When cod spawn
By Beate Hoddevik Sunnset
In Lofoten, the cod spawn in the transition layer between the cold water brought by the Norwegian Coastal Current and the deeper, warmer water of the Atlantic Current. The temperature in this transition zone is 4–6 ºC, and spawning takes place at depths of anywhere between 50 and 200 m. When the wind blows from the northeast in Lofoten and the Vestfjord, the transition layer is pressed down along the western side of the fjord and the cod spawn at greater depths and well offshore. When the wind is from the southwest, on the other hand, the transition layer is raised up and the fish spawn at a shallower depth and close to shore.
The ocean off the Lofoten archipelago is characterised by huge eddies, in which a large proportion of the cod eggs, and later on, the larvae, may remain for several weeks before they are carried north by the current. This period is probably particularly advantageous during the first stages of food intake, since their prey, the earliest stages of various copepods, are concentrated in these eddies together with the cod larvae. Eddies also form on the banks off Vesterålen, but not all areas retain the larvae and other forms of plankton for such long periods of time.
Multiple spawning sessions
During the spawning process itself the females spend most of the time at the edge of the spawning grounds, while the males wait in the centre. Each female releases between 15 and 20 portions of eggs at intervals of about three days. When a female is ready to spawn, she swims in to meet the males.
The spawning act itself is a highly tuned affair, with fixed rules for courting, followed by belly-to-belly swimming for a few seconds while the eggs and milt are released simultaneously. The number of cod eggs in the sea is highest at the beginning of April, although the first individuals begin to spawn as early as mid-March, while the last are finished in May. Each female may release anything from half a million to 15 million eggs, depending on her age and size. Each egg is around 1.5 mm in diameter.
If fertilisation is successful, the egg develops from one to many cells in the course of a few hours. The clump of cells gradually changes shape. In the course of a few days it will have developed into an embryo with eyes, and we can gradually see that there is a tiny fish larva inside the egg.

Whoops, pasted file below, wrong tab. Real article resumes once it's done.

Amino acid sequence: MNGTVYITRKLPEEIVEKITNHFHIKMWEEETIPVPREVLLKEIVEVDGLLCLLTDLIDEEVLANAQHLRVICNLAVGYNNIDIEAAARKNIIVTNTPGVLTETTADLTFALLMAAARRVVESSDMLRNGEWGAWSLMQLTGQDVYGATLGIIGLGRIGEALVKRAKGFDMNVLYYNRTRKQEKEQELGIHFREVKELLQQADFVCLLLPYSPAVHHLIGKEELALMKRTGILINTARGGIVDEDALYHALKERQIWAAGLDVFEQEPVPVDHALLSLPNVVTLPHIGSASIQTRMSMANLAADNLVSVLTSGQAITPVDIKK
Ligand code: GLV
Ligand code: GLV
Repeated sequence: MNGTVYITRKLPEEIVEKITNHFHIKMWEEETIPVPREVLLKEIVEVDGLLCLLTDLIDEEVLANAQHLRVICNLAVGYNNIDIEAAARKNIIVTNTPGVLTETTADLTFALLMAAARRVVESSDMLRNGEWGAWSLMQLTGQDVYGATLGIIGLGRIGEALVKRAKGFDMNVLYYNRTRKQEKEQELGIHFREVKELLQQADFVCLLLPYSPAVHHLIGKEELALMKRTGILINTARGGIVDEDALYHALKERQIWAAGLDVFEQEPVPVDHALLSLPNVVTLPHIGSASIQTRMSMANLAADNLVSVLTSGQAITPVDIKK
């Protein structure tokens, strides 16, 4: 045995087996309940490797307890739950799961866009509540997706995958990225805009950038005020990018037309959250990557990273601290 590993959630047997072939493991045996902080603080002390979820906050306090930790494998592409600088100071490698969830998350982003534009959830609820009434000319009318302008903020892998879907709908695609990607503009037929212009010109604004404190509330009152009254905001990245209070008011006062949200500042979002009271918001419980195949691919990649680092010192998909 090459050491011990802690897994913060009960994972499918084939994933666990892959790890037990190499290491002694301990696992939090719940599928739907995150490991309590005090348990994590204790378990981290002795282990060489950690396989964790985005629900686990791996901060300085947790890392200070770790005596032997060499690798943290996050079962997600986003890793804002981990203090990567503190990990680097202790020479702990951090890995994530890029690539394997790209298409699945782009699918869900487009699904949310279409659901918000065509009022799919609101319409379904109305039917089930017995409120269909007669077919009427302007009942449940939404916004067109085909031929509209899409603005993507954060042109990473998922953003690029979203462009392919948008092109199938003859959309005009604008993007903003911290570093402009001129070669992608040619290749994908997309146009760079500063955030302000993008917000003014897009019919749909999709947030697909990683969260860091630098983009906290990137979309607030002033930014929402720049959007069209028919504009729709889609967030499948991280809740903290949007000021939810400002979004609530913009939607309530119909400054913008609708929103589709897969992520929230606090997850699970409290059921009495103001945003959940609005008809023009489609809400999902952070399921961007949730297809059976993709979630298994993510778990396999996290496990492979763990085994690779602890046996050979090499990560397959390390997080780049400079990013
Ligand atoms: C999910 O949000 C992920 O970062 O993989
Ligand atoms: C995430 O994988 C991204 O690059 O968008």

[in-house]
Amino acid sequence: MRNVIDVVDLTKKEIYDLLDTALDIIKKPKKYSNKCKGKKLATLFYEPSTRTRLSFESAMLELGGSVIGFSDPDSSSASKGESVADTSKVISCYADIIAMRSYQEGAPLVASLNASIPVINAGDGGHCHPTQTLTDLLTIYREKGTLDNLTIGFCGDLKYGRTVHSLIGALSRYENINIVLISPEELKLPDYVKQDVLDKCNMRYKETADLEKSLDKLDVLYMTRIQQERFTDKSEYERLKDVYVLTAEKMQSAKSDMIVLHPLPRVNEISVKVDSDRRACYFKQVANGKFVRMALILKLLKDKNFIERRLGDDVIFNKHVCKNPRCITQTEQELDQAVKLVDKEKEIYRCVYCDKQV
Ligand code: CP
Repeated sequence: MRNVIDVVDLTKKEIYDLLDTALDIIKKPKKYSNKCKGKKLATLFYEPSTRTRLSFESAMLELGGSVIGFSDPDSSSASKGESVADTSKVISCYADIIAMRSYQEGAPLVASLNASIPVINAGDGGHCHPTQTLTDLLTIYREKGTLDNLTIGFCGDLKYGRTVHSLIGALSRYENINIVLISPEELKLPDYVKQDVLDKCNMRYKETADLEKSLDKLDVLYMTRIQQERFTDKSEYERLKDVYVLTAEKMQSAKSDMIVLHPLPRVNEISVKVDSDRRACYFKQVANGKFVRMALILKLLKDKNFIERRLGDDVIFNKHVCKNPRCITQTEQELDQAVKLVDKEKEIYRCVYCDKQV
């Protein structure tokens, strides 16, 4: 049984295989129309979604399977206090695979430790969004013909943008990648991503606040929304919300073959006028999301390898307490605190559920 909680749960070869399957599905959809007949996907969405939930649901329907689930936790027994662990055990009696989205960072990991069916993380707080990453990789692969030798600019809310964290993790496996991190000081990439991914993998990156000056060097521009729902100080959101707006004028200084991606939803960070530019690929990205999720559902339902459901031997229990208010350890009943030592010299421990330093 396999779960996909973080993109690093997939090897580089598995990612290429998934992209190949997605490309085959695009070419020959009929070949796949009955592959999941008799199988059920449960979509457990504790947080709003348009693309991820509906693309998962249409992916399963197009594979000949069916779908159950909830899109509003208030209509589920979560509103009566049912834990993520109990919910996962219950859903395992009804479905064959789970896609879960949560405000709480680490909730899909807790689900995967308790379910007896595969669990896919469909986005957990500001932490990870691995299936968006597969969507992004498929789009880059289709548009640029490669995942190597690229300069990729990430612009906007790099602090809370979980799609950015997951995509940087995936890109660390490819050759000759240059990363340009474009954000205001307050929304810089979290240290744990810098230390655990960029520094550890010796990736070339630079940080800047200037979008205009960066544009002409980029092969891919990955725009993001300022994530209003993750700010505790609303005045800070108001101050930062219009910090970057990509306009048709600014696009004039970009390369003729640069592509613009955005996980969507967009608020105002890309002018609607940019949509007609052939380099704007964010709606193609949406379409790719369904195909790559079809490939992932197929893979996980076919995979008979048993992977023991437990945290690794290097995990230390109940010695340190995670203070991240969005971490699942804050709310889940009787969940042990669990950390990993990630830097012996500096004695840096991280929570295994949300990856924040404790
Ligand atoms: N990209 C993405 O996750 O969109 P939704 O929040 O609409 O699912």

The egg has been successfully fertilised, and development has reached the eight-celled
stage. Photo: Anders Thorsen.
How long this process takes is dependent on the temperature of the sea. When it is around 5 ºC the larva will be ready to hatch in about 20 days. Hatching is triggered by the release of an enzyme that weakens the membrane surrounding the egg. In many cases, by the time the egg reaches hatching time, it will have been transported far from the spawning grounds by the current.
In the course of a few days, the new-born larva will have to find out how to catch its food, while avoiding being eaten itself by bigger fish, krill or jellyfish. After only a week, its yolk-sac (its “lunch-box”) has been used up, and the larva will need to hunt for its own food. If nature is kind to the larvae, hatching will be synchronised with maximum plankton production, so that they have plenty of food easily available.
The egg is almost ready to hatch, and we can clearly see the larva inside it. Photo: Anders Thorsen.
The larvae gradually begin to look more like tiny fish and they soon undergo a metamorphosis in the course of which they turn into fry. This takes place when the larvae are about 15 mm long or 45 days old, once again depending on sea temperature. Metamorphosis involves the development of normal fins, while the spinal cord, stomach
and mouth all develop into what we can recognise in adult fish.
The ‘travelling’ from the spawning grounds to the Barents Sea takes several months, and the fry do not arrive there until sometime in the autumn. By that time they are nearly 10 cm long and are starting to stay close to the bottom of the sea. They remain in the Barents Sea for six to eight years before they migrate back to the sea off Lofoten as fully adult fish, where they spawn in their turn.
An approximately five-day-old cod larva. Photo: Anders Thorsen.